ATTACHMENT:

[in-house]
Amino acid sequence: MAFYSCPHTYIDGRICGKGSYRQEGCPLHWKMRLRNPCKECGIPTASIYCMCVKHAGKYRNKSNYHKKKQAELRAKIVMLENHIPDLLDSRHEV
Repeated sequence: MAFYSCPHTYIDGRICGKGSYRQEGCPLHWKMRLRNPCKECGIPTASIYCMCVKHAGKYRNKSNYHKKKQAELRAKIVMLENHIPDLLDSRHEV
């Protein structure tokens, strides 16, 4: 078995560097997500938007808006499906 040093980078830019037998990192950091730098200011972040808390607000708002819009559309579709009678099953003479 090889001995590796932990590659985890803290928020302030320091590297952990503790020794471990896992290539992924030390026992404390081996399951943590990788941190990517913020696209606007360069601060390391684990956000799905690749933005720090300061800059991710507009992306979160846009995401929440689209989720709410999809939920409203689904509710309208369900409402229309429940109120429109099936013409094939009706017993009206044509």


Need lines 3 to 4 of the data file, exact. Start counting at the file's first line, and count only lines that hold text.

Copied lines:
Repeated sequence: MAFYSCPHTYIDGRICGKGSYRQEGCPLHWKMRLRNPCKECGIPTASIYCMCVKHAGKYRNKSNYHKKKQAELRAKIVMLENHIPDLLDSRHEV
């Protein structure tokens, strides 16, 4: 078995560097997500938007808006499906 040093980078830019037998990192950091730098200011972040808390607000708002819009559309579709009678099953003479 090889001995590796932990590659985890803290928020302030320091590297952990503790020794471990896992290539992924030390026992404390081996399951943590990788941190990517913020696209606007360069601060390391684990956000799905690749933005720090300061800059991710507009992306979160846009995401929440689209989720709410999809939920409203689904509710309208369900409402229309429940109120429109099936013409094939009706017993009206044509």